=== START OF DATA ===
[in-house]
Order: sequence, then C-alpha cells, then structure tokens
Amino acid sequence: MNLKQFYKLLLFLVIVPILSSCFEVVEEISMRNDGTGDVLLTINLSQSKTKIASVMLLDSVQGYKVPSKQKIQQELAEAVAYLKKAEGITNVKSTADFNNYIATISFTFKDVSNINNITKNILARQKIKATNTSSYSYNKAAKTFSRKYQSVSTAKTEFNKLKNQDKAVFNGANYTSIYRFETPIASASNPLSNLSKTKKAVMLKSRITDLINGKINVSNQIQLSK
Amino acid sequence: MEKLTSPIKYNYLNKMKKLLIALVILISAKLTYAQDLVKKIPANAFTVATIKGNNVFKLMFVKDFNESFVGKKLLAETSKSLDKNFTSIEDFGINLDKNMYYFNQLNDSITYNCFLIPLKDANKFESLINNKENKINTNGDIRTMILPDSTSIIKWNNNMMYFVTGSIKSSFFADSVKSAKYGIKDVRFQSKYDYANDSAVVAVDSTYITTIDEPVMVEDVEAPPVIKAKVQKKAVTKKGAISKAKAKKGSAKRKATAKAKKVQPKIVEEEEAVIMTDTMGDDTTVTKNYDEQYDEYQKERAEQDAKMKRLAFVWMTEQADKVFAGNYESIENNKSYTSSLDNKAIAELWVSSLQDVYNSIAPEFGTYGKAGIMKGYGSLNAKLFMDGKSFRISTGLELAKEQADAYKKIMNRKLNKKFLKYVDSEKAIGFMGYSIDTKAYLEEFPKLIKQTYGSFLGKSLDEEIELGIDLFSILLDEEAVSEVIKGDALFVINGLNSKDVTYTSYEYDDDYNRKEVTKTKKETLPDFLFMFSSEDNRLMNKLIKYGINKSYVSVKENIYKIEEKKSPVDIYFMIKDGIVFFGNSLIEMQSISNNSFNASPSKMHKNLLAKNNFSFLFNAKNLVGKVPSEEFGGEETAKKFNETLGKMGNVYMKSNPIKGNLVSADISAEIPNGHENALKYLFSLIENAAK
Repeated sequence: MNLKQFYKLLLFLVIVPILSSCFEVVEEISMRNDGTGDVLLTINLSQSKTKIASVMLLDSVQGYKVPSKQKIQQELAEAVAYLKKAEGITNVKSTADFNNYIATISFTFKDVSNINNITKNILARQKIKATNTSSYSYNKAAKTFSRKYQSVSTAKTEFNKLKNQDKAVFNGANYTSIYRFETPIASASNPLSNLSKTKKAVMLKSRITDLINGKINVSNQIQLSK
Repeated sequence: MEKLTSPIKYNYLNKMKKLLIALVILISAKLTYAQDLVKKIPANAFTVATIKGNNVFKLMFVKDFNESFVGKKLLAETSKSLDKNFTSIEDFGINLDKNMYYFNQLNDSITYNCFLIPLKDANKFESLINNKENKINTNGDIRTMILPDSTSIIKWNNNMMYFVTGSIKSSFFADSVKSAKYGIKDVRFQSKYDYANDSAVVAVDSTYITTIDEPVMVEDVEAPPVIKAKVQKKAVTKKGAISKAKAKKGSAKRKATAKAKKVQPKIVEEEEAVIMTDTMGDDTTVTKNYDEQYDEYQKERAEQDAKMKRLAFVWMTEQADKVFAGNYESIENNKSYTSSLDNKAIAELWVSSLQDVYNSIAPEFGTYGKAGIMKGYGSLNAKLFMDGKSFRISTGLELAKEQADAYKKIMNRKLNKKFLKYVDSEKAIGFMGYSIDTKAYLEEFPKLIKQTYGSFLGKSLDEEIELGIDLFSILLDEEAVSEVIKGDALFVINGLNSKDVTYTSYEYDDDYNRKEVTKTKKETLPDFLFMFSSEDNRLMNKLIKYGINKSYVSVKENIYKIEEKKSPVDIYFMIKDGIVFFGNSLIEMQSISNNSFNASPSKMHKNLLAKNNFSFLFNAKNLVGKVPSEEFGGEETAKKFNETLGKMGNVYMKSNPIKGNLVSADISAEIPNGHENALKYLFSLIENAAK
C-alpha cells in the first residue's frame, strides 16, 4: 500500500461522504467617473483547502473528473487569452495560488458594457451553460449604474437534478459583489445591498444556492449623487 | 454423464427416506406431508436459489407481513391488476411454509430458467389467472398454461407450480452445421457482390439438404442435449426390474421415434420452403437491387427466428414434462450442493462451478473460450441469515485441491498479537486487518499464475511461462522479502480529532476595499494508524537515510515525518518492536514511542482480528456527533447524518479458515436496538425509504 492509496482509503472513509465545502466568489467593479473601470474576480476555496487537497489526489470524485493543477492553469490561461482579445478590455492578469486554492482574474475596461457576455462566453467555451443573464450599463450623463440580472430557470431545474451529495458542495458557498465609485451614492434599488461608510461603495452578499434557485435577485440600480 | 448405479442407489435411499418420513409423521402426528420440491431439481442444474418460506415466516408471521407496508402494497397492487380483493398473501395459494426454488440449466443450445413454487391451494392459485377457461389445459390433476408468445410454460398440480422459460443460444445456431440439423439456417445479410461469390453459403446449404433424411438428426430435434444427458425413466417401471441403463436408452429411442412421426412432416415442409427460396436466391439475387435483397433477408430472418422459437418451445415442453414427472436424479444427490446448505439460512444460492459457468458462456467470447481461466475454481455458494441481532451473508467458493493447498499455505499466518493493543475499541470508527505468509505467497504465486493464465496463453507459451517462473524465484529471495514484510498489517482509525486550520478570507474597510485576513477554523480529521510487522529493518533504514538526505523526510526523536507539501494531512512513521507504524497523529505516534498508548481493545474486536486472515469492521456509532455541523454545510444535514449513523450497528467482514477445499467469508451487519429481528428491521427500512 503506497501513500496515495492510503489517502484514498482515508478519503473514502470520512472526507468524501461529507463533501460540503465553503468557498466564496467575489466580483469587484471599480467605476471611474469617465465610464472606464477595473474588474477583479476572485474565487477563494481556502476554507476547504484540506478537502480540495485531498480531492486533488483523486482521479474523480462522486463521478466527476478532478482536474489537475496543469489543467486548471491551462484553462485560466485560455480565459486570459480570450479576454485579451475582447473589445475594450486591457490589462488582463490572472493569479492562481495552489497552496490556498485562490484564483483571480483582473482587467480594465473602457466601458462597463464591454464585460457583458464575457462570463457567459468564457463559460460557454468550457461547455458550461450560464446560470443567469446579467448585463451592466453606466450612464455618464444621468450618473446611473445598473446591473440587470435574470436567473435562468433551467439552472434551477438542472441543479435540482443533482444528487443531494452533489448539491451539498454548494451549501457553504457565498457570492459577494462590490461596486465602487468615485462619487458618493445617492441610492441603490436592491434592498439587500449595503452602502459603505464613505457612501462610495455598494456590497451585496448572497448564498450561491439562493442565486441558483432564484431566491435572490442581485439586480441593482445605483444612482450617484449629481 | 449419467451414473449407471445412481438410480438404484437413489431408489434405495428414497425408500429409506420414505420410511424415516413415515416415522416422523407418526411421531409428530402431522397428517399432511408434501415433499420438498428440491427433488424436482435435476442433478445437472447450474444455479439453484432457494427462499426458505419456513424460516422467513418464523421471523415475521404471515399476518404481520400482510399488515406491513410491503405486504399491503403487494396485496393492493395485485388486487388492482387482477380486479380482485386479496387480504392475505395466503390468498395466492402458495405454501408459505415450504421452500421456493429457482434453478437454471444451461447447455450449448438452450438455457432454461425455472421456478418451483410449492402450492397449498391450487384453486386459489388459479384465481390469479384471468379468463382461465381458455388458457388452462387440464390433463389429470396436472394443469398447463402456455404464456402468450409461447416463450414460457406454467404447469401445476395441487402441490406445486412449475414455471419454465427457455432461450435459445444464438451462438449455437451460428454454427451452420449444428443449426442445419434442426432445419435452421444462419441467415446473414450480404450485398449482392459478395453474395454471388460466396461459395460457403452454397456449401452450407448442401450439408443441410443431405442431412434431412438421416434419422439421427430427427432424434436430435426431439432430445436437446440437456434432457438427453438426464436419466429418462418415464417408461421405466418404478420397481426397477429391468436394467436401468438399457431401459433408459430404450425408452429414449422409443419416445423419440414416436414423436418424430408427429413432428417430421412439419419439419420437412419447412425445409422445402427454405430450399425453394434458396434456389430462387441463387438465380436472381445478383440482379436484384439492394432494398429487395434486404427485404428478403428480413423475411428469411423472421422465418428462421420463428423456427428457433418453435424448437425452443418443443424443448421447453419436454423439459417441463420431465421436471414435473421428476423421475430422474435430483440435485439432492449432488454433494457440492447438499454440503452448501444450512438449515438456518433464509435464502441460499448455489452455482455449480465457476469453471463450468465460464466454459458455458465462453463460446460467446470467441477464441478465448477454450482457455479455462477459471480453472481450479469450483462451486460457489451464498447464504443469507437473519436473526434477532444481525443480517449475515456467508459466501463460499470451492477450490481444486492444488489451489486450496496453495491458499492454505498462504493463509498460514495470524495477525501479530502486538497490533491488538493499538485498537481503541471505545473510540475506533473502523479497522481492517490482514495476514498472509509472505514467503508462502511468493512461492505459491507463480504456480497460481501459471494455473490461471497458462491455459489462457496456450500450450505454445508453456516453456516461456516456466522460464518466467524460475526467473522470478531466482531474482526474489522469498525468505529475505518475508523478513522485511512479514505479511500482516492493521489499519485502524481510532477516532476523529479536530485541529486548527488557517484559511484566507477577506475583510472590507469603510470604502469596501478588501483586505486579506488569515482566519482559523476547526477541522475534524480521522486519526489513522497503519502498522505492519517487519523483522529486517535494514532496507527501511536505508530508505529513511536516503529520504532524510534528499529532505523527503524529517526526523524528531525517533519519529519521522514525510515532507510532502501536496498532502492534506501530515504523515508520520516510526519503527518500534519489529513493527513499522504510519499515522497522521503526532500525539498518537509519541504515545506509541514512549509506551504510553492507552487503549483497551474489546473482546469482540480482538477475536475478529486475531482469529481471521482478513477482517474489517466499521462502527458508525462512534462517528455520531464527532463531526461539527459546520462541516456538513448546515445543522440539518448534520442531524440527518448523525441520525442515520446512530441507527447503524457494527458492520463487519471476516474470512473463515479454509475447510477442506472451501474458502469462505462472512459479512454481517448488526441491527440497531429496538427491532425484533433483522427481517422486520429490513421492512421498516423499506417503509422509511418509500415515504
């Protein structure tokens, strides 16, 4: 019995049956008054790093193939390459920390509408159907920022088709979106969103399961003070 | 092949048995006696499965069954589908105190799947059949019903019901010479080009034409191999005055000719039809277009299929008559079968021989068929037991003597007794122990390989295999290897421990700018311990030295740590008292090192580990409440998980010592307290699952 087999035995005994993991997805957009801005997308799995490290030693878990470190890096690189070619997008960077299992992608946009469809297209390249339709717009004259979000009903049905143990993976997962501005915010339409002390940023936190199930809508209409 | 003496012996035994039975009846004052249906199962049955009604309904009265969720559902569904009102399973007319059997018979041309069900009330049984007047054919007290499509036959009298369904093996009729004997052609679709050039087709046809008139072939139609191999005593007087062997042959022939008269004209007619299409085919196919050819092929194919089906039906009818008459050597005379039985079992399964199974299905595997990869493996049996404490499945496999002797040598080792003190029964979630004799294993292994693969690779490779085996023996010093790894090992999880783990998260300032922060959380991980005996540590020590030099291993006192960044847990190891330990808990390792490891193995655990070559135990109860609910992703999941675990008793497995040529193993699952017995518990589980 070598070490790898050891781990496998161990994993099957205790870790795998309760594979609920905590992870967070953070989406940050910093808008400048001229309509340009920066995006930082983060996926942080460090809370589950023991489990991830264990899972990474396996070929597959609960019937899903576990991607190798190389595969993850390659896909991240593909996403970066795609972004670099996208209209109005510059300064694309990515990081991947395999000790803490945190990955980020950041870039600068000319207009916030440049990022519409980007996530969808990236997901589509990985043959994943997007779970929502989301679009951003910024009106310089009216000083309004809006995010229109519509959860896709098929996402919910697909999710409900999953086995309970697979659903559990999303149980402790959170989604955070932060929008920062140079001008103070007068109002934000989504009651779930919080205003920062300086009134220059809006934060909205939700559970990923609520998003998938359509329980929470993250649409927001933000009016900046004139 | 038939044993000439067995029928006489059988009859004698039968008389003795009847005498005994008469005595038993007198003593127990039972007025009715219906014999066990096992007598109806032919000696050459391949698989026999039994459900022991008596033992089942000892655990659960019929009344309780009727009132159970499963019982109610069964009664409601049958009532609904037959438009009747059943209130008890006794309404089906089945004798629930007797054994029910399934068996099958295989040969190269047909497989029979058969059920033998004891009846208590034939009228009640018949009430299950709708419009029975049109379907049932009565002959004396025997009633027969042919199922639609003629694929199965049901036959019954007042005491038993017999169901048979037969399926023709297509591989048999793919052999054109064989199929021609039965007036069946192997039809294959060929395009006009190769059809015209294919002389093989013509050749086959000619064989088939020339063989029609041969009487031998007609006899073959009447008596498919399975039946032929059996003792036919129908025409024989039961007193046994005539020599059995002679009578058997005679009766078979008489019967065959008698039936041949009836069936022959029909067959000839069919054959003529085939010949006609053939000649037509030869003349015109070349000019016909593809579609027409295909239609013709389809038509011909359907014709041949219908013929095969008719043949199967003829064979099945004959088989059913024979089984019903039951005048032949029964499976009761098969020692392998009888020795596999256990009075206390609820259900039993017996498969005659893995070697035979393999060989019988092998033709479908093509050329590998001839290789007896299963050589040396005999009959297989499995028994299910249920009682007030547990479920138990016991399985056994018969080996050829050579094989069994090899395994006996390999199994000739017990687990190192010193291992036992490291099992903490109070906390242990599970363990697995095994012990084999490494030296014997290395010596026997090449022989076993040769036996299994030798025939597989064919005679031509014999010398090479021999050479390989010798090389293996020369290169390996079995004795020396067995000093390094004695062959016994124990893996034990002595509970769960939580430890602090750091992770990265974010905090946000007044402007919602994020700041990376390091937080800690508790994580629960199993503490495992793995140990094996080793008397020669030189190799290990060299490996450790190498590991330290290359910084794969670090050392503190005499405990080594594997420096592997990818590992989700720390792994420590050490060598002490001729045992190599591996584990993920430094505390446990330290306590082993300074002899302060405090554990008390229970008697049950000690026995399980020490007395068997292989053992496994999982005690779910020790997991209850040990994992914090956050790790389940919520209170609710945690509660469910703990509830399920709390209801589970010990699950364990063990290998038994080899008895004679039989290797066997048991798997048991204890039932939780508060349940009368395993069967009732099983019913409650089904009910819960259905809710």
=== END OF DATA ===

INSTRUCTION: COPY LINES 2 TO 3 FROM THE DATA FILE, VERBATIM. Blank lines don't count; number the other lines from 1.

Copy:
Order: sequence, then C-alpha cells, then structure tokens
Amino acid sequence: MNLKQFYKLLLFLVIVPILSSCFEVVEEISMRNDGTGDVLLTINLSQSKTKIASVMLLDSVQGYKVPSKQKIQQELAEAVAYLKKAEGITNVKSTADFNNYIATISFTFKDVSNINNITKNILARQKIKATNTSSYSYNKAAKTFSRKYQSVSTAKTEFNKLKNQDKAVFNGANYTSIYRFETPIASASNPLSNLSKTKKAVMLKSRITDLINGKINVSNQIQLSK